Monophyly of the remainder of Sylvioidea is strongly supported, though this group differs from that of Sibley and Ahlquist (1990) by inclusion of Alaudidae (larks) (Sheldon and Gill 1996; Barker et al. 2002, 2004; Ericson and Johansson 2003; Alström et al. 2006; Fuchs et al. 2006). Alaudidae, with its unexpected sister taxon Panurus (bearded tit) (Ericson and Johansson 2003; Alström et al. 2006; Fuchs et al. 2006) is strongly supported as the sister group of all remaining sylvioids (Sheldon and Gill 1996, Barker et al. 2002, 2004; Ericson and Johansson 2003; Beresford et al. 2005; Alström et al. 2006; Fuchs et al. 2006). In the rest of Sylvioidea there is a large polytomy consisting of several genera, a few families, and one large group of families. There are still a great many sylvioid (or supposed sylvioid) genera and species yet to be sampled; more sampling of taxa and genes may resolve this polytomy and illuminate unknown clades. Beresford (2005) proposed a “Sphenoeacus group” consisting of Sphenoeacus, Sylvietta, Achaetops, Bradypterus victorini (the genus being polyphyletic), and Macrosphenus; but this was supported only weakly. Other studies, with only partly overlapping taxon samples, have produced contradictory results (Alström et al. 2006; Fuchs et al. 2006). Alström et al. (2006) found Macrosphenus to belong to Pycnonotidae (bulbuls) with strong support; however, the two studies sequenced different species, and it’s quite possible that both are right and the genus is polyphyletic.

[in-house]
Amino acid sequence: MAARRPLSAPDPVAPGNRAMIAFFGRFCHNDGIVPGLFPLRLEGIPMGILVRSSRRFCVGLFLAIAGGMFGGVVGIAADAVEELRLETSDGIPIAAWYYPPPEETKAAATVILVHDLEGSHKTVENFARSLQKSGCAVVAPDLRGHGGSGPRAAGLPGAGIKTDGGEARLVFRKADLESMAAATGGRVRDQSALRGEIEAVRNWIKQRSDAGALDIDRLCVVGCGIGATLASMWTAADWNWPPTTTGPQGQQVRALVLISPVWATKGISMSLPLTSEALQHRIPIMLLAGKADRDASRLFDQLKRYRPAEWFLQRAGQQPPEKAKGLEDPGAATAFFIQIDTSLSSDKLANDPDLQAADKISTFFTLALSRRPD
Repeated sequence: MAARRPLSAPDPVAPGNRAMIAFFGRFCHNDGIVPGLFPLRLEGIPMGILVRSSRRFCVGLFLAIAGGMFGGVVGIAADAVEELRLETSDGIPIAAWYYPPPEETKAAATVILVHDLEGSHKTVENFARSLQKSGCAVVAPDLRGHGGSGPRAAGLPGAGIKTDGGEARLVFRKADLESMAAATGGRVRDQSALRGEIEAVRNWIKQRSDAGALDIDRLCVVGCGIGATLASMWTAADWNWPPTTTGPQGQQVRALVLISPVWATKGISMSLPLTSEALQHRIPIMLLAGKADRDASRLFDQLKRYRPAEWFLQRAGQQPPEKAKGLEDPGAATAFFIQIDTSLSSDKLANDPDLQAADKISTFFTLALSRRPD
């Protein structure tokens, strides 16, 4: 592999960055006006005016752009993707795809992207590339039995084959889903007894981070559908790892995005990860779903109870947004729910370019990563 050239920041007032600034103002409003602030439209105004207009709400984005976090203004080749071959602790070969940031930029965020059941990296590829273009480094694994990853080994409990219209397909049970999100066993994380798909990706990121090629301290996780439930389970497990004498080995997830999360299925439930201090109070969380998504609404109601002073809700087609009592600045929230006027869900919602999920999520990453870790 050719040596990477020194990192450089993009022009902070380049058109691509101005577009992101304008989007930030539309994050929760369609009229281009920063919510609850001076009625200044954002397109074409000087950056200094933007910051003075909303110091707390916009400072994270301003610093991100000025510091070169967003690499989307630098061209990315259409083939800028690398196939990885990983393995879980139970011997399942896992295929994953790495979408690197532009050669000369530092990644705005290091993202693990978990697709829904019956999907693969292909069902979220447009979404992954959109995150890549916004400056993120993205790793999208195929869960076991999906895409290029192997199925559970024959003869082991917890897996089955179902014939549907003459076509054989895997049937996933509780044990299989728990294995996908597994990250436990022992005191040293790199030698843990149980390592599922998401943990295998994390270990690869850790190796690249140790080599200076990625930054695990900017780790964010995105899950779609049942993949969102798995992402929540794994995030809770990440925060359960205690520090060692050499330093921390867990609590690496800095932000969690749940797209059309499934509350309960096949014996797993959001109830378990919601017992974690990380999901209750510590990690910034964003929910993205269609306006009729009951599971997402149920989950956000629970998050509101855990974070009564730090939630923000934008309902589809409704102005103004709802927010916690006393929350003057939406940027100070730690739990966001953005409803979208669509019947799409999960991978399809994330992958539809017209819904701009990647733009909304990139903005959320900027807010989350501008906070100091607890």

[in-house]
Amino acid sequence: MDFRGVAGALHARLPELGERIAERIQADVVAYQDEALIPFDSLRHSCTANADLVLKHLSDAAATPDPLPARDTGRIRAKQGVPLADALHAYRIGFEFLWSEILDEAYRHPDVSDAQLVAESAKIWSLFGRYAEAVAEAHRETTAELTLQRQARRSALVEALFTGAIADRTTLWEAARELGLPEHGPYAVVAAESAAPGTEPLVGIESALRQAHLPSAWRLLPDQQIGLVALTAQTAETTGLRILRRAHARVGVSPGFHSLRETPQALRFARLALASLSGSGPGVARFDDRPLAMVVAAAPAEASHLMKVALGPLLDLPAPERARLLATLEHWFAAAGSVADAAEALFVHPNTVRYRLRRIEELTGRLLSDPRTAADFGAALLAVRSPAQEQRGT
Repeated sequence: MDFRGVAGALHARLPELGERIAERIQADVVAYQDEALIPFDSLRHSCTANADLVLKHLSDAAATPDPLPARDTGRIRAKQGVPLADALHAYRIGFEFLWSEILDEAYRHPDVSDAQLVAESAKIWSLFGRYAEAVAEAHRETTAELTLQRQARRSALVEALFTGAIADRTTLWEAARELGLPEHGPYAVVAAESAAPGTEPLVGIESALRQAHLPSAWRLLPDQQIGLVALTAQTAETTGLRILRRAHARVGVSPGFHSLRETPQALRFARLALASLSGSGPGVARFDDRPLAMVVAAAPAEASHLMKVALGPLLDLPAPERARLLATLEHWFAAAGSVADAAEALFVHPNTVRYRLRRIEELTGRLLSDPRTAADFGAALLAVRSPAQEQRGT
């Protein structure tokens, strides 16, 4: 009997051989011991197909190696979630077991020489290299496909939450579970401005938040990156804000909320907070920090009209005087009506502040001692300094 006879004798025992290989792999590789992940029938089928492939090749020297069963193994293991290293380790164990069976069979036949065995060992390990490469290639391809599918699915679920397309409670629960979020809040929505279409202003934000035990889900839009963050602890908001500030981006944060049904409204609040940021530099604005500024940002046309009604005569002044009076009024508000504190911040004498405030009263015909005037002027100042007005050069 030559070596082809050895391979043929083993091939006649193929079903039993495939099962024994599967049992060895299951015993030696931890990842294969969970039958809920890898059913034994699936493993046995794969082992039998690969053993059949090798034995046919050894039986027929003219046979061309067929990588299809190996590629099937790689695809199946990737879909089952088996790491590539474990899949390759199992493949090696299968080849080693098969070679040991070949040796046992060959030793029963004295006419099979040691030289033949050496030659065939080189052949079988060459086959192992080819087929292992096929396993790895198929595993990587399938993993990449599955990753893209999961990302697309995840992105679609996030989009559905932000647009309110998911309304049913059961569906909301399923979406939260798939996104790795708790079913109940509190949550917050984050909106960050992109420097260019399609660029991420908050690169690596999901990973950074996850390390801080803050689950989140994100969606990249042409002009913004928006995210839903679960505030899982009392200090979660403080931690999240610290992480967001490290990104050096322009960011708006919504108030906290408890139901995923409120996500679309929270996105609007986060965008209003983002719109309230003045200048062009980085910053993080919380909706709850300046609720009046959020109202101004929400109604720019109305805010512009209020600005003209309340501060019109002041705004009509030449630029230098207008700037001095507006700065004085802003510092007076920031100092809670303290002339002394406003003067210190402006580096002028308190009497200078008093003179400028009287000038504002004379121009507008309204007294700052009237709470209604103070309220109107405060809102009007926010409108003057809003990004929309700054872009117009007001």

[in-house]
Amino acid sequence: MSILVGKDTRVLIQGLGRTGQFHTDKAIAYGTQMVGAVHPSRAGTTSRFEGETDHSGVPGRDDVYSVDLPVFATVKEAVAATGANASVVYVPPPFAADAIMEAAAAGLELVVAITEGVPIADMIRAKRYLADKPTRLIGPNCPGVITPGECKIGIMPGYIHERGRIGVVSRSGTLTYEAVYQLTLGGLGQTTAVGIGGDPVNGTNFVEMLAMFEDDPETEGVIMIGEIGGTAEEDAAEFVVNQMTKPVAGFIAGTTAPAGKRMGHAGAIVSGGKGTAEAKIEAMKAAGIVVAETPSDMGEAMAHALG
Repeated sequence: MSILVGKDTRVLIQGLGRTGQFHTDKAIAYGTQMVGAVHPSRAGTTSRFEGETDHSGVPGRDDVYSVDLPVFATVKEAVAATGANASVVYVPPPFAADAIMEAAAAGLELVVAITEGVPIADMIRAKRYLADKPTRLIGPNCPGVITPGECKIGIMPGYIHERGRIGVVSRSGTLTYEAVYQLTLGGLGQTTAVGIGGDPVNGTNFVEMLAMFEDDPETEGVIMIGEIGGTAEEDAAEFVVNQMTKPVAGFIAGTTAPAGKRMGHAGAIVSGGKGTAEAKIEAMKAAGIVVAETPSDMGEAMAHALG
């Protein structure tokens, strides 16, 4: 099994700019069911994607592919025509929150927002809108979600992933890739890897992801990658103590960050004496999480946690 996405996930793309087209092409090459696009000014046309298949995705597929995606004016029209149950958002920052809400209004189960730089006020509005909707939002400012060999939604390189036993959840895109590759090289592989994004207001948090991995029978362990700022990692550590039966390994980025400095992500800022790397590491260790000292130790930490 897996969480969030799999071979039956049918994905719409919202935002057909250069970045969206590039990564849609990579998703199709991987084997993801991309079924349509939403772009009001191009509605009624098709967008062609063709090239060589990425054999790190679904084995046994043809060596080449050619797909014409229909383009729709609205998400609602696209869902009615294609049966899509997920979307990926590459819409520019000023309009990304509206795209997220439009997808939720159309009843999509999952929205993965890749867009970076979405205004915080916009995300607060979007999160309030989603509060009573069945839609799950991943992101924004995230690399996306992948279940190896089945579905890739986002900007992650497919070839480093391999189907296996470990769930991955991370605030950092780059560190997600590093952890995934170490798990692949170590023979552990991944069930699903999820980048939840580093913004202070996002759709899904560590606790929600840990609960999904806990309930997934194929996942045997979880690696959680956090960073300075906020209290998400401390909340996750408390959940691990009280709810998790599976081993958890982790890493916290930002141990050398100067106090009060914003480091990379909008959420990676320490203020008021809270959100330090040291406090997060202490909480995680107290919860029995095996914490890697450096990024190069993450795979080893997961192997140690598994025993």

The sylvioid polytomy includes four large clades (Alström et al. 2006). Two are the families Cisticolidae (cisticolas) and Timaliidae (babblers). Note that Timaliidae as used here includes the genera Sylvia and Zosterops; there are no families Sylviidae or Zosteropidae, following the terminology of Alström et al. (2006). A third clade includes the families Megaluridae (grassbirds) and Acrocephalidae (acrocephaline warblers) plus the monotypic Donacobius, once considered a troglodytid (Barker 2004; Alström et al. 2006). The final clade consists of a number of families: Hirundinidae (swallows), Pycnonotidae (bulbuls), Phylloscopidae (leaf warblers), Cettiidae (bush warblers), and Aegithalidae (long-tailed tits), plus the genus Hylia (Alström et al. 2006), and the last three form a subclade (Beresford et al. 2005).